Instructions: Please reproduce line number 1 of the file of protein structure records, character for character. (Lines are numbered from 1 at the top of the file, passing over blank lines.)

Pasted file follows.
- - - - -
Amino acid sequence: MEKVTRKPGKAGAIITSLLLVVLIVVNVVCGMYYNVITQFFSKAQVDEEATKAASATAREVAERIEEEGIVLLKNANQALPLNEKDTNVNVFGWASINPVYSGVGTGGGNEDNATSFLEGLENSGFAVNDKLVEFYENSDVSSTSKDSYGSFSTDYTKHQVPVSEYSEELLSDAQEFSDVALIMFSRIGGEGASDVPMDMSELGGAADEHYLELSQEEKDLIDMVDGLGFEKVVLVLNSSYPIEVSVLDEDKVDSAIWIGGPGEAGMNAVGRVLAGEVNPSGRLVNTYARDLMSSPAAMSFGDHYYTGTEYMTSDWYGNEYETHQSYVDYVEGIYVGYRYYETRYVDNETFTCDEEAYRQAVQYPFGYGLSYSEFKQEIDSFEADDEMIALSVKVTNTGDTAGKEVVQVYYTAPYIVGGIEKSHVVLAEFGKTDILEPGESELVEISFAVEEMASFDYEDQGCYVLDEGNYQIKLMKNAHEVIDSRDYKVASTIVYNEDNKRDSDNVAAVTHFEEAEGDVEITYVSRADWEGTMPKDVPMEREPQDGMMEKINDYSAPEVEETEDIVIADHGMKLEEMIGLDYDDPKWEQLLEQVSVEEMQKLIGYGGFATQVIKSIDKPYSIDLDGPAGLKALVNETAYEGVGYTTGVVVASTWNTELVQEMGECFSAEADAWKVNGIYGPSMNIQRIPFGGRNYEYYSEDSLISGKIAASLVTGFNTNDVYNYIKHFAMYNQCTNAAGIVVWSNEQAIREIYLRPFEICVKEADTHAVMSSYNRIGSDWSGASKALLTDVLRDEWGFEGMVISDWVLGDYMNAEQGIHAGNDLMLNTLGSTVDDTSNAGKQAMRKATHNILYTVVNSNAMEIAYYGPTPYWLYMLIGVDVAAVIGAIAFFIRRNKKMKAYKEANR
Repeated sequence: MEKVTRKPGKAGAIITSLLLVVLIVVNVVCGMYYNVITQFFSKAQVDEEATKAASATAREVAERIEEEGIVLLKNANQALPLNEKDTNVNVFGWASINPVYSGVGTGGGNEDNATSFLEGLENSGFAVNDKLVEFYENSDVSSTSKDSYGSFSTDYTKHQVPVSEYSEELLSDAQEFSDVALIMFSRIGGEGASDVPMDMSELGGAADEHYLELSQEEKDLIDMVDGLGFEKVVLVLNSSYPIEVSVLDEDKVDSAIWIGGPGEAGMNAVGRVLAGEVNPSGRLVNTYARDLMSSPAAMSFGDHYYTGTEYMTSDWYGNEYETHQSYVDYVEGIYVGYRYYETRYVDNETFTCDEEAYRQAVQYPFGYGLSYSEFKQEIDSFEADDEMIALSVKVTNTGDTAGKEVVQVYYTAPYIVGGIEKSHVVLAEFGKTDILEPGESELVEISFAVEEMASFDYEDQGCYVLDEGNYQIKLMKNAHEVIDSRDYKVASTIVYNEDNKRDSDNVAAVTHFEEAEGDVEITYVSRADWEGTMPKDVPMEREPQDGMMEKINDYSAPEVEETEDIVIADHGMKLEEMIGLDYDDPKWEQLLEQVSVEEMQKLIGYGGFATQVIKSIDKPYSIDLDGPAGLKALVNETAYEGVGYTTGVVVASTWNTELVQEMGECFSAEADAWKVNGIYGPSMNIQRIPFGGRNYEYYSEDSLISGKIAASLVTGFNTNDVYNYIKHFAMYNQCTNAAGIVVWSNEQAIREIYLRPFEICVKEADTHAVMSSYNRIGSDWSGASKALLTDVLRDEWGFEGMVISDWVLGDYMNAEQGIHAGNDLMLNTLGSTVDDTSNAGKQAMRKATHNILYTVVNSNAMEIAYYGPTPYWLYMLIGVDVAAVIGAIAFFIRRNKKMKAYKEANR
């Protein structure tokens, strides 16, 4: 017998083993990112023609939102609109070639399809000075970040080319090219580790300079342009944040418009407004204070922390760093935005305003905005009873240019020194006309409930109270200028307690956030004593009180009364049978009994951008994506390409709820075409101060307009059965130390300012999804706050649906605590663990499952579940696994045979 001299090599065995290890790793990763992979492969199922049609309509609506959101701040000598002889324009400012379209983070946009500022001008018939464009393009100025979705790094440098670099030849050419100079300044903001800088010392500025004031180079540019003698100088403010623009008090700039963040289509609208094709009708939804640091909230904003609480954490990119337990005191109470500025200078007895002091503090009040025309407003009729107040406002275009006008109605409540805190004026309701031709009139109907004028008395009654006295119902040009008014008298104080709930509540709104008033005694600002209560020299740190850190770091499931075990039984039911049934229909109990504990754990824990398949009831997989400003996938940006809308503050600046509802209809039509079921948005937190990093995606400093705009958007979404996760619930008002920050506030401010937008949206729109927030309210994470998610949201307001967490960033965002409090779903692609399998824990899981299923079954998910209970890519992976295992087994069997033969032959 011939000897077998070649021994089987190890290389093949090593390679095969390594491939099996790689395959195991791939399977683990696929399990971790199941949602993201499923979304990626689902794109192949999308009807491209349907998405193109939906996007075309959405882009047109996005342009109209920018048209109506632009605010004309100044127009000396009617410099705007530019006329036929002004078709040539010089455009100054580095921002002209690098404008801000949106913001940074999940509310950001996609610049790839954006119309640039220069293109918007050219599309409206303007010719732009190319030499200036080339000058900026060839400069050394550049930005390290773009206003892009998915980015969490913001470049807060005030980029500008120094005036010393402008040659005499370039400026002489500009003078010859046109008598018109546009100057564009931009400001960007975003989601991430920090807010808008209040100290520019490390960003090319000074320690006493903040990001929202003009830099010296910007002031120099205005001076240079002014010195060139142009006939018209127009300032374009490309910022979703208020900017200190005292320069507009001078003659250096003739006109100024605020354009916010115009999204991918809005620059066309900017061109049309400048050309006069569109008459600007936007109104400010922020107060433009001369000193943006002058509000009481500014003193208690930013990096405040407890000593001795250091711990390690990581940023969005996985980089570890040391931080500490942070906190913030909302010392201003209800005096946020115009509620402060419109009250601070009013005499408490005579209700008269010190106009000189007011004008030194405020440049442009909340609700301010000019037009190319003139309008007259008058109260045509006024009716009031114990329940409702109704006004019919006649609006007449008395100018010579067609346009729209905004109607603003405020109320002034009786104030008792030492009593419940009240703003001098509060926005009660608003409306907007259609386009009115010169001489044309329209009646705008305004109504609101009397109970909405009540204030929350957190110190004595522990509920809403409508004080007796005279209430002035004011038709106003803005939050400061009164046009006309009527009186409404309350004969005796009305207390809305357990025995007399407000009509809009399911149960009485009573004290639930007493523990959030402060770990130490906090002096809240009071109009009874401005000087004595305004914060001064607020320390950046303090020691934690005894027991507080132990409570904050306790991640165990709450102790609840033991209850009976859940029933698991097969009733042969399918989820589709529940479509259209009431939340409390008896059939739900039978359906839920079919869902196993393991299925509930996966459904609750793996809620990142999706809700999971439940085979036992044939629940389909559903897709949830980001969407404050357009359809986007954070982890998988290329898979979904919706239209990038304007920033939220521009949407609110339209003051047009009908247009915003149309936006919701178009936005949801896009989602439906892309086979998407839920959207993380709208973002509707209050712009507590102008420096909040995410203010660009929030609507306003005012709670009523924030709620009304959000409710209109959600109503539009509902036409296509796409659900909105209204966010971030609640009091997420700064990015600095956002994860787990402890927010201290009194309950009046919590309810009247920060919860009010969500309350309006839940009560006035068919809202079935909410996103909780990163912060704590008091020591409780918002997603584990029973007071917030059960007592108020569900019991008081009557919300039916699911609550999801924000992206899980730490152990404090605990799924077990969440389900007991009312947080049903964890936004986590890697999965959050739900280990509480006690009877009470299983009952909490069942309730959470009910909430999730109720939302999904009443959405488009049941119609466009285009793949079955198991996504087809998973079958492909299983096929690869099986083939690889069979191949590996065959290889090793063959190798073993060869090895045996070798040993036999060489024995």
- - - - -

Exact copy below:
Amino acid sequence: MEKVTRKPGKAGAIITSLLLVVLIVVNVVCGMYYNVITQFFSKAQVDEEATKAASATAREVAERIEEEGIVLLKNANQALPLNEKDTNVNVFGWASINPVYSGVGTGGGNEDNATSFLEGLENSGFAVNDKLVEFYENSDVSSTSKDSYGSFSTDYTKHQVPVSEYSEELLSDAQEFSDVALIMFSRIGGEGASDVPMDMSELGGAADEHYLELSQEEKDLIDMVDGLGFEKVVLVLNSSYPIEVSVLDEDKVDSAIWIGGPGEAGMNAVGRVLAGEVNPSGRLVNTYARDLMSSPAAMSFGDHYYTGTEYMTSDWYGNEYETHQSYVDYVEGIYVGYRYYETRYVDNETFTCDEEAYRQAVQYPFGYGLSYSEFKQEIDSFEADDEMIALSVKVTNTGDTAGKEVVQVYYTAPYIVGGIEKSHVVLAEFGKTDILEPGESELVEISFAVEEMASFDYEDQGCYVLDEGNYQIKLMKNAHEVIDSRDYKVASTIVYNEDNKRDSDNVAAVTHFEEAEGDVEITYVSRADWEGTMPKDVPMEREPQDGMMEKINDYSAPEVEETEDIVIADHGMKLEEMIGLDYDDPKWEQLLEQVSVEEMQKLIGYGGFATQVIKSIDKPYSIDLDGPAGLKALVNETAYEGVGYTTGVVVASTWNTELVQEMGECFSAEADAWKVNGIYGPSMNIQRIPFGGRNYEYYSEDSLISGKIAASLVTGFNTNDVYNYIKHFAMYNQCTNAAGIVVWSNEQAIREIYLRPFEICVKEADTHAVMSSYNRIGSDWSGASKALLTDVLRDEWGFEGMVISDWVLGDYMNAEQGIHAGNDLMLNTLGSTVDDTSNAGKQAMRKATHNILYTVVNSNAMEIAYYGPTPYWLYMLIGVDVAAVIGAIAFFIRRNKKMKAYKEANR